It's 2027, and we're no longer gorging ourselves on prawns. Or tuna. Or salmon. Not because they have disappeared or we are appalled by how they are produced, but because we are eating so many other delicious fish – kingfish, cobia, lionfish, mackerel, and others we have yet to meet.
Our old favourites are still around. We have stopped loving them to death and figured out how to grow low-impact, high-quality seafood. We also know exactly what fish we are eating and where it comes from – sometimes we even know the fishers by name – so we can make confident choices based on nutrition and sustainability. Unsustainable seafood just doesn't sell: shoppers walk away from it the way they do transfat-laden foods today.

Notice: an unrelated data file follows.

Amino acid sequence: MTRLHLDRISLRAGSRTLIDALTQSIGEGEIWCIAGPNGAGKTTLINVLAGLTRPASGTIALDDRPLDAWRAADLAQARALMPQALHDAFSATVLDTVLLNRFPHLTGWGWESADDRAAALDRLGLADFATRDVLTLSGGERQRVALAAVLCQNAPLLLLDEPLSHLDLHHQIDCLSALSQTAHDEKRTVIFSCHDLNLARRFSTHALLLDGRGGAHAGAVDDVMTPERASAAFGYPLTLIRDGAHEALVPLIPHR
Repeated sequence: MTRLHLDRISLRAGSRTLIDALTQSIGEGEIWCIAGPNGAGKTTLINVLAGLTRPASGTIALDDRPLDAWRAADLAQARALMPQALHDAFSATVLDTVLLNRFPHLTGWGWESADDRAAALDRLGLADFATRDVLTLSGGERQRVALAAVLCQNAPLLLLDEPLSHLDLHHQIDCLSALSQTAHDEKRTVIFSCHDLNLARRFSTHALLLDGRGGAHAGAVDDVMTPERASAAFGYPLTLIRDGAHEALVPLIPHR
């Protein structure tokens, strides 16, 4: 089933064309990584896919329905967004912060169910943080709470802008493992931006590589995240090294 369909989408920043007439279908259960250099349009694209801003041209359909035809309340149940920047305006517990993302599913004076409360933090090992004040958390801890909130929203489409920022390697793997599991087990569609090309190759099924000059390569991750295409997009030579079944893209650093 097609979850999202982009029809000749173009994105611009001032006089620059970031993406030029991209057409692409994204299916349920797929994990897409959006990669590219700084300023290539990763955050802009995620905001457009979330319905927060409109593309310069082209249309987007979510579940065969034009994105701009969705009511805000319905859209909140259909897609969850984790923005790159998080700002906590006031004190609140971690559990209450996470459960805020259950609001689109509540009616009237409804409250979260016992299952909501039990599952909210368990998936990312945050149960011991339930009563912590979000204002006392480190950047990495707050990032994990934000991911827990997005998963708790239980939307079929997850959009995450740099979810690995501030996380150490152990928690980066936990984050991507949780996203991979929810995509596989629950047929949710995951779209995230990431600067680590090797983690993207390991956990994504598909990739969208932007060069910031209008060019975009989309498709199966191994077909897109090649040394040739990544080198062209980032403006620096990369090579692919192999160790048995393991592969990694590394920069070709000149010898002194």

This scenario might sound ridiculous given the historically slow rate of change in the seafood industry, with its complex and often low-tech global supply chain. People assume that change will continue to plod along. I don't believe that.
The pace has already picked up dramatically. Governments, big industry players, entrepreneurs and investors are focused on seafood sustainability like never before. Several drivers are kicking in at once.